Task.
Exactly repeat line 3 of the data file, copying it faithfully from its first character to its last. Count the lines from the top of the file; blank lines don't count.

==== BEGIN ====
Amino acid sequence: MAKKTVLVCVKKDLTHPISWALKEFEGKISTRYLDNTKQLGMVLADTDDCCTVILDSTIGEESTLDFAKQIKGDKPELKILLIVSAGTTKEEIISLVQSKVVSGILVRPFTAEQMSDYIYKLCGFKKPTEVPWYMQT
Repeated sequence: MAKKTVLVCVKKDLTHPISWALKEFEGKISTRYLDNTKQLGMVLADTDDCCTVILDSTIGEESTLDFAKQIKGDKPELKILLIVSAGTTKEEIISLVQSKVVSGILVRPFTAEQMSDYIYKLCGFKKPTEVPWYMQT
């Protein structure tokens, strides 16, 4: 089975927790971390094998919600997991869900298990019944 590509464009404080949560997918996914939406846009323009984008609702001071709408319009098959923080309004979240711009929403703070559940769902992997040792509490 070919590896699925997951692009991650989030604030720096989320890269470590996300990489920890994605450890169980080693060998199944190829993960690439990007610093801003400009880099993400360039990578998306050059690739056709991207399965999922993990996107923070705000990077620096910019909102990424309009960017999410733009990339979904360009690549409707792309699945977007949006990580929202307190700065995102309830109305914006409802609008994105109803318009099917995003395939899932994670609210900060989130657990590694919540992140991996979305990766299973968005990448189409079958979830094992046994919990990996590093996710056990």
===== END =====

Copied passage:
């Protein structure tokens, strides 16, 4: 089975927790971390094998919600997991869900298990019944 590509464009404080949560997918996914939406846009323009984008609702001071709408319009098959923080309004979240711009929403703070559940769902992997040792509490 070919590896699925997951692009991650989030604030720096989320890269470590996300990489920890994605450890169980080693060998199944190829993960690439990007610093801003400009880099993400360039990578998306050059690739056709991207399965999922993990996107923070705000990077620096910019909102990424309009960017999410733009990339979904360009690549409707792309699945977007949006990580929202307190700065995102309830109305914006409802609008994105109803318009099917995003395939899932994670609210900060989130657990590694919540992140991996979305990766299973968005990448189409079958979830094992046994919990990996590093996710056990």